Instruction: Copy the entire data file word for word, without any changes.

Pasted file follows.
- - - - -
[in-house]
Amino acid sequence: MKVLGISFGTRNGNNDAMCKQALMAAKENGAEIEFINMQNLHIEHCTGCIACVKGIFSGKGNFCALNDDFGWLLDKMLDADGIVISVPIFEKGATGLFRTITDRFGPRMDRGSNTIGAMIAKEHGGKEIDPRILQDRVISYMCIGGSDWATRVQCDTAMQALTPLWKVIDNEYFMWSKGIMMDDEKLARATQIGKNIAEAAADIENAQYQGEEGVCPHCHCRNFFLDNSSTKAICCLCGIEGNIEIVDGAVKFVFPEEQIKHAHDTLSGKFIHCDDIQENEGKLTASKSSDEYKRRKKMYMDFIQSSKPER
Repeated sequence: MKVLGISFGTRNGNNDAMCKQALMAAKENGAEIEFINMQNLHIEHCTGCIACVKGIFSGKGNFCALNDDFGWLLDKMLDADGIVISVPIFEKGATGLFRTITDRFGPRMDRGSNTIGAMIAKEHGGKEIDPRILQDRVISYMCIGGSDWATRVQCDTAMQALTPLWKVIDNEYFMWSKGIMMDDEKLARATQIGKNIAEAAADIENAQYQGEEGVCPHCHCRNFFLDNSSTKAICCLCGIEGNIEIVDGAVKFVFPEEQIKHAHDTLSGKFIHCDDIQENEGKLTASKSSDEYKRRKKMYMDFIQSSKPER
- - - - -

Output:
[in-house]
Amino acid sequence: MKVLGISFGTRNGNNDAMCKQALMAAKENGAEIEFINMQNLHIEHCTGCIACVKGIFSGKGNFCALNDDFGWLLDKMLDADGIVISVPIFEKGATGLFRTITDRFGPRMDRGSNTIGAMIAKEHGGKEIDPRILQDRVISYMCIGGSDWATRVQCDTAMQALTPLWKVIDNEYFMWSKGIMMDDEKLARATQIGKNIAEAAADIENAQYQGEEGVCPHCHCRNFFLDNSSTKAICCLCGIEGNIEIVDGAVKFVFPEEQIKHAHDTLSGKFIHCDDIQENEGKLTASKSSDEYKRRKKMYMDFIQSSKPER
Repeated sequence: MKVLGISFGTRNGNNDAMCKQALMAAKENGAEIEFINMQNLHIEHCTGCIACVKGIFSGKGNFCALNDDFGWLLDKMLDADGIVISVPIFEKGATGLFRTITDRFGPRMDRGSNTIGAMIAKEHGGKEIDPRILQDRVISYMCIGGSDWATRVQCDTAMQALTPLWKVIDNEYFMWSKGIMMDDEKLARATQIGKNIAEAAADIENAQYQGEEGVCPHCHCRNFFLDNSSTKAICCLCGIEGNIEIVDGAVKFVFPEEQIKHAHDTLSGKFIHCDDIQENEGKLTASKSSDEYKRRKKMYMDFIQSSKPER